same period when Rumi's Sufism was developing.  (I can provide some 
references on this for those who ask.)  So, it is no surprise that Rumi 
knew something of the kabbalah.

BTW, the same Tefillin Hand that generates the Hebrew letters also 
appears to generate the Arabic letters of the same period.  (But, I have 
not done enough work on this to be entirely certain.)

Rumi's Round Dance is part of Sufi meditational/spiritual dancing. It is 
intended to have similar effects as those ascribed to kabbalistic 
meditation.  In my opinion, it is _possible_ that the Sufis have 
preserved certain aspects of the Levite dances known and used at 
Solomon's Temple.  It is interesting in this regard to notice that all 
of the instruments mentioned in Psalm 150 are different aspects of the 
exact same Tefillin Hand that generates the letter shapes.

The Tefillin Hand can be understood to represent AND to function as a
Kinor, a flute, a Shofar, drums, cymbals, the human voice, etc.  For
example a Kinor, a harp, has a frame that even in modern language is
called a hand.  Its strings are stretched between the "thumb" and the
"fingers".  The word Kinor Kaf-Nun-Vov-Resh literally means a "candle"
in the "palm".  Nun-Resh, Ner is a candle and the letter Kaf means
"palm" (or the hand.)

Good Shabbos,
Stan Tenen,
Meru Foundation

P.S.  We have a draft paper demonstrating some of the parallels between 
Rumi's Mevlevi Sufi Round Dance and the Continuous Creation model we 
derived from B'reshit. If anyone would like to see this, please ask and 
send your surface mail address.


From: <davidp@...> (David Phillips)
Date: Thu, 10 Nov 94 21:40:21 EST
Subject: Vegetarianism

On the matter of vegetarianism:

There is a controversial hashkofo on Torah (which I'm sure can be
expressed better and more accurately by its spokesmen) that says, in
effect, that yes, the Torah is the word of Hashem, and, yes, it is
complete and perfect, but that doesn't mean that we cannot be better
than what it demands of us.  (This point of view was only recently
touched upon after many postings on the topic, and I want to elaborate
on it.)  This philosophy does not allow for Conservative/Reform-type
changes in Halacha, but allows for things akin to "lifnim mishuras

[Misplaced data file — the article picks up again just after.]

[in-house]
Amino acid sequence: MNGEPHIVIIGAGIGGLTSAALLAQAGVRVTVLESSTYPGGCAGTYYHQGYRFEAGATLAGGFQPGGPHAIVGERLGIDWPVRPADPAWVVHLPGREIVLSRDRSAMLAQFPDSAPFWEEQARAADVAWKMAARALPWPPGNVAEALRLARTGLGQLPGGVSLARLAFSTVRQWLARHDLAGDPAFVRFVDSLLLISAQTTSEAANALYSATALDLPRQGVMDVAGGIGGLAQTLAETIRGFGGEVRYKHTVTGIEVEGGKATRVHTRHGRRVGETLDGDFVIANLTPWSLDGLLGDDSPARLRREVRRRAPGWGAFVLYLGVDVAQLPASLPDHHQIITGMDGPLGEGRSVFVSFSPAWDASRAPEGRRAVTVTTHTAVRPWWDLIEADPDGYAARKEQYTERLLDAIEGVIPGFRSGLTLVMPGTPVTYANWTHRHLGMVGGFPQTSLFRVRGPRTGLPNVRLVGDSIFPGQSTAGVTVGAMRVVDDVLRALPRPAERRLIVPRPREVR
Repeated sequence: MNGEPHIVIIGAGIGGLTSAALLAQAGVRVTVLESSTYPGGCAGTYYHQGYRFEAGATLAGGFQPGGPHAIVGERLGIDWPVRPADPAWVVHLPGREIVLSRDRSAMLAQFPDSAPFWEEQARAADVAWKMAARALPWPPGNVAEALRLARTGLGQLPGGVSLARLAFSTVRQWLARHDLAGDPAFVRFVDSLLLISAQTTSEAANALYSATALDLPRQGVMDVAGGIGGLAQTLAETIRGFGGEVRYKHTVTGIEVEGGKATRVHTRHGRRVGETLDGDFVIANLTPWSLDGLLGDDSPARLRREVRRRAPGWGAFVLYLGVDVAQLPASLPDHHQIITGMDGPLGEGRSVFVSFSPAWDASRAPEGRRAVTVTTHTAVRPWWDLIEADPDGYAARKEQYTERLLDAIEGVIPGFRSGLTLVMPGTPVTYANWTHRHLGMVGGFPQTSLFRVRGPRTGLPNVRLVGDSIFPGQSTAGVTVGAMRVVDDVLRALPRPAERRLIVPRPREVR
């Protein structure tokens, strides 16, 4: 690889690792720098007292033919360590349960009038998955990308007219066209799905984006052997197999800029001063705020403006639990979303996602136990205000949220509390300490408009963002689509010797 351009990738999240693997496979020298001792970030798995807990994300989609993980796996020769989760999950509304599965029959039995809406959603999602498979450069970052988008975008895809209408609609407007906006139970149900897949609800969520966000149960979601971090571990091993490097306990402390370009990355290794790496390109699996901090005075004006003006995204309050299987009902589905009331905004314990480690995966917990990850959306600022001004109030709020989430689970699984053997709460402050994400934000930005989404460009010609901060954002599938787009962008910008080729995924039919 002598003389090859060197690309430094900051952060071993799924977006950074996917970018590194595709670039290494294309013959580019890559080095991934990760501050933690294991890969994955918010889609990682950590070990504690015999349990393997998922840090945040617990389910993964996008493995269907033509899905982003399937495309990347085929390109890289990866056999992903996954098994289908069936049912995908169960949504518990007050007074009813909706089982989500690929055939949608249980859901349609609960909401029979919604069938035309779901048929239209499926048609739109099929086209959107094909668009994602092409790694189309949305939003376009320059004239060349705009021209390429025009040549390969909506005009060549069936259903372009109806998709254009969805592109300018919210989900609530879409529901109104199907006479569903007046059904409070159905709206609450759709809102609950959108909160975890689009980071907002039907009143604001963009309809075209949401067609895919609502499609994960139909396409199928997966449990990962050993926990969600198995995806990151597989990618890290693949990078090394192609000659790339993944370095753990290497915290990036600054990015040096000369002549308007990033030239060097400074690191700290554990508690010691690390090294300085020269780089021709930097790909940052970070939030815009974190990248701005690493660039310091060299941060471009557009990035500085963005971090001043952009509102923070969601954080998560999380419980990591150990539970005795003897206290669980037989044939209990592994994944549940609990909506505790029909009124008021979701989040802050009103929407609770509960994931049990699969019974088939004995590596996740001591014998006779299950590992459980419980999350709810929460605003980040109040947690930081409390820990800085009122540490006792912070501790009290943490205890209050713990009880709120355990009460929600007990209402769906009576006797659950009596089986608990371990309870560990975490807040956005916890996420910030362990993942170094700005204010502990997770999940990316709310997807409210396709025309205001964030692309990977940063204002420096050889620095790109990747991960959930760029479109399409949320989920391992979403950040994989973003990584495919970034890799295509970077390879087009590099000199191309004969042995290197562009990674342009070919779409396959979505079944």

hadin" (loosely translated as "going above and beyond the call of
duty").  This would allow for some religious authority (and possibly
individuals to decide for themselves) that something that the Torah says
is "mutar", is actually no longer a good idea.

A good proof that this philosophy has some basis even in the g'mara is
that the g'mara says that a marriage can be accomplished in one of three
ways: Kesef (money - the groom gives something of value to the bride for
the purpose of acquiring her hand in marriage, Shtar ("contract" or
ketubah) or Bi'ah (sexual intercourse for the purposes of creating a
marriage).  The sages banned Bi'ah alone as seeming too vulgar.  (Of
course, after giving a ring AND a ketubah, we do have "yichud" today, a
time which the couple spends alone together to symbolically have
adequate time to consummate the marriage.)  Here you have a specific
example where something that was "mutar" became "asur" (forbidden), for
apparent changes in the what the chachamim thought was moral.  I think
similar logic could apply to slavery.

(This philosophy starts to get more controversial when it gets into
things like a woman's right to a "get" and other matters where, again,
they don't allow for violation of a single Torah rule, but feel that the
Torah had to be talking for its time and that we can "improve" on it
today based on major (non-fad) changes in general morality and creative
solutions to "problems".  They also believe that the Torah actually
expects (demands?) that we achieve a morality greater than it explicitly
requires.  This, too, is controversial.)

Although I am a carnivore - a real meat and potatoes kind of guy - and
never expect to be a vegetarian, and I don't believe in karma or
ying-yang or any other such nonsense, and I am even opposed to the
animal rights activists, I cannot help but admit that I think that in
the scheme of things, it is "better" to not kill animals than to kill
them.  And maybe, just maybe, Hashem would be pleased by our killing
less animals, even for food.

--- David "Beryl" Phillips


From: <HEM@...> (Hillel Eli Markowitz)
Date: Sat, 12 Nov 1994 20:00:41 -0500 (EST)
Subject: Re: What did Chizkiaya Hamelech do?

> >From: Hayim Hendeles <hayim@...>
> The Talmud teaches us that the King Chizkiyah raised the level of
> learning to such an extent, that you could not find a child "from Dan to
> BeerSheva" who was not well-versed in even the esoteric laws of purity.
> ...
> So what did Chizkiyah do to ensure that even those children in a foreign
> country, under a different King, learn? How could he have enforced
> anything there?

I recall two statements that have an answer to this.

1. MeDan vead Beersheva (From Dan to Beersheva) was used as a phrase 
meaning all of Eretz Yisrael even when the Jews controlled more or less 
territory (that includes when they controlled down to Eilat).

2. At the time this statement was made, the ten tribes had already been 
destroyed and Sancherav's army had been destroyed in front of 
Yerushalayim.  Thus, Chizkiyahu had been able to extend control of the 
school system to the north.  I believe that Yirmiyahu had already gone to 
collect remnants of the ten tribes earlier (I think in the reign of 
Yoash??).  Someone more knowledgeable in history should explain this.  I 
believe that there is a mention in Melachim of Yoash(??) consulting 
Chuldah Haneviah and the reason given is that Yirmiyahu was away on this 

|  Hillel Eli Markowitz    |     Im ain ani li, mi li?      |
|  <H.E.Markowitz@...>   |   V'ahavta L'raiecha kamocha   |


End of Volume 16 Issue 50